Should producer convert R-rated 'The King's Speech' into family fare?
'The King's Speech' was given an R rating solely for the use of profanity in some key scenes. As the producer reportedly considers re-editing the Oscar-nominated movie, the idea is getting poor reviews.
Laurie Sparham/The Weinstein Company/AP
‚ÄúI didn‚Äôt think I wanted to see an historical drama about a king who stutters,‚ÄĚ says Imogene Bartha, the mother of a 13-year-old boy, as she flips through the Calendar section of the Los Angeles Times in a local coffee shop. ‚ÄúBut now here‚Äôs this ad telling me it got more Oscar nominations than any other movie, so I‚Äôm inclined to check it out.‚ÄĚ
‚ÄúIt‚ÄĚ is the highly acclaimed movie ‚ÄúThe King‚Äôs Speech,‚ÄĚ starring Colin Firth, Helena Bonham Carter, and Geoffrey Rush, all of whom were nominated for acting honors. Mr. Firth plays Queen Elizabeth II‚Äôs stuttering father, King George VI, who seeks the assistance of speech therapist Lionel Logue, played by Mr. Rush, on the eve of World War II. The film was nominated for 12 Academy Awards, including Best Picture.
Ms. Bartha‚Äôs one dilemma, she says, is presented by her son. Can she see the movie with him? The movie is rated R, which means, says the Motion Picture Association of America (MPAA), it ‚Äúmay include adult themes, adult activity, hard language, intense or persistent violence, sexually-oriented nudity, drug abuse or other elements, so that parents are counseled to take this rating very seriously.‚ÄĚ
Now, in an apparent attempt to avoid such dilemmas by potential moviegoers and reach a wider audience, ‚ÄúSpeech‚ÄĚ producer Harvey Weinstein is reported to be planning to re-edit the film. The movie received an R rating due to two or three short but important scenes in which the king swears repeatedly in an effort to correct his stammer.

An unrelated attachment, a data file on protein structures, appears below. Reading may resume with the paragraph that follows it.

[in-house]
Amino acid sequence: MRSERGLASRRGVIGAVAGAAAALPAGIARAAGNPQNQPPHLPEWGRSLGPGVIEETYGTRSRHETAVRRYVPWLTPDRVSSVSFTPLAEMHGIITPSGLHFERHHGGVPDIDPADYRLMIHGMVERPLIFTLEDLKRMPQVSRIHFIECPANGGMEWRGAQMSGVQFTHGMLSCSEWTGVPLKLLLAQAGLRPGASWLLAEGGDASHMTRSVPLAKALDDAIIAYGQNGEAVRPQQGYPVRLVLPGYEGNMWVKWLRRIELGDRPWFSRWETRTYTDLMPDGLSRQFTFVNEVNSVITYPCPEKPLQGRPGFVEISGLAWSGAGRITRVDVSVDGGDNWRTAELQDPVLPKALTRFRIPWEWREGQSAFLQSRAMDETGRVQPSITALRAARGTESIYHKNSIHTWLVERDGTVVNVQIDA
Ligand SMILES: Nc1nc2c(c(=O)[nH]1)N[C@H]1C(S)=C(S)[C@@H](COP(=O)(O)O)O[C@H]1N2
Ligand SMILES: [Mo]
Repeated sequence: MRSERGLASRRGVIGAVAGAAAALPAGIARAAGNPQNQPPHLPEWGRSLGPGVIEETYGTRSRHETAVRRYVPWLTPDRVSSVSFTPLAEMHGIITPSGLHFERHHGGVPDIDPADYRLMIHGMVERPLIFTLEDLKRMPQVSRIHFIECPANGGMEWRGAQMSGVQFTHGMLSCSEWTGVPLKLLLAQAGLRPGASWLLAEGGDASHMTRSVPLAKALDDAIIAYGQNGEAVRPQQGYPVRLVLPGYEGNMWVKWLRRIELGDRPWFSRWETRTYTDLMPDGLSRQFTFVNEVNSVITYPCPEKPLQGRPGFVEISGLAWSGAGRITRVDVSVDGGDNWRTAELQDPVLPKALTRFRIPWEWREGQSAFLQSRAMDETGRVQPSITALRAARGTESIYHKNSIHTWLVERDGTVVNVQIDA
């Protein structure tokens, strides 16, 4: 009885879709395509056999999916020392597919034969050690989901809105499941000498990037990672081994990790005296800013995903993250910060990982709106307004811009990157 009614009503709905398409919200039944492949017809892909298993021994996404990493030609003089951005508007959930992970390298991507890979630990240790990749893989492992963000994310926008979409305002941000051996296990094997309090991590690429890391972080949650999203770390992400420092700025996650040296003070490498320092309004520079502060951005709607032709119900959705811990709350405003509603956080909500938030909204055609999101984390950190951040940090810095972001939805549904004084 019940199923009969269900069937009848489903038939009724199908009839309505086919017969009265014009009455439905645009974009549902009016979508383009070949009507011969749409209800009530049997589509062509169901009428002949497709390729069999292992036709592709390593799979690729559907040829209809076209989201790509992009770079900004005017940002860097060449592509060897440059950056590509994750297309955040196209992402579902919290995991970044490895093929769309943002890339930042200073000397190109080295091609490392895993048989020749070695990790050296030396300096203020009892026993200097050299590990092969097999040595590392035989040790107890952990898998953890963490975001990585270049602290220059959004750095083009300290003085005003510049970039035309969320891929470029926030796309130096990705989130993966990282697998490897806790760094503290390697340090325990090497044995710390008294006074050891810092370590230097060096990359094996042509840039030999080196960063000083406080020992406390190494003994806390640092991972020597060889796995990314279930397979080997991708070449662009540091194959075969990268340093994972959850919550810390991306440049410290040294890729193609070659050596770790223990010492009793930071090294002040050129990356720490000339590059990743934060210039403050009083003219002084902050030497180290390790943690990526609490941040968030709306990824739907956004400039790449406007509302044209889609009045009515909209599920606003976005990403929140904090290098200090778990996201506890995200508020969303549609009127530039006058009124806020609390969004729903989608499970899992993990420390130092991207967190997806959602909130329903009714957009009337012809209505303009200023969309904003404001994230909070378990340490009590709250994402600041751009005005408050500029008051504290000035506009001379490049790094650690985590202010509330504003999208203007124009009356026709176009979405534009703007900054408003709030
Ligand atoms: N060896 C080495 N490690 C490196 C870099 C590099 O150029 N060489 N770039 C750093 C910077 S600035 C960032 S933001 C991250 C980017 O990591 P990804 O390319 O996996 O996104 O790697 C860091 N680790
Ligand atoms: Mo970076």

‚ÄúThe British numbers are huge because the rating lets families see the movie together,‚ÄĚ Weinstein is quoted as saying in the British newspaper The Guardian. Director ‚ÄúTom [Hooper] and I are trying to find a unique way to do this that keeps his vision of the movie.‚ÄĚ
Weinstein, whose ‚ÄúShakespeare in Love‚ÄĚ won Best Picture in 1998, is considered to have top-tier marketing and movie instincts. But several critics say the idea of altering this movie is ill-advised. Some are criticizing the MPAA‚Äôs rating system for not being nuanced enough. The MPAA responds that its system is merely a guide for parents, nothing more.
New focus on friendship?
‚ÄúThis is a very bad idea indeed. The movie is perfect the way it is,‚ÄĚ says Wheeler Winston Dixon, editor of the Quarterly Review of Film and Video at the University of Nebraska, Lincoln. ‚ÄúWhen you try to recut the best film of 2010, the reason better be for artistic reasons or more enhancement. But this scene is the heart of the movie and is not gratuitous or for shock value. But the simple reason of trying to make more money is unconscionable and is a move that should not be countenanced.‚ÄĚ
[Editor's note: The above quote has been corrected.]
The Guardian also reports that Weinstein, to attract wider crowds, plans to refocus attention on the friendship between the king and his therapist, with new advertisements.
The original descriptive line was ‚ÄúIt takes leadership to confront a nation‚Äôs fear. It takes friendship to conquer your own.‚ÄĚ Besides touting the film‚Äôs 12 Oscar nominations, new taglines will read, ‚ÄúSome things never go out of style: Friendship; Courage; Loyalty.‚ÄĚ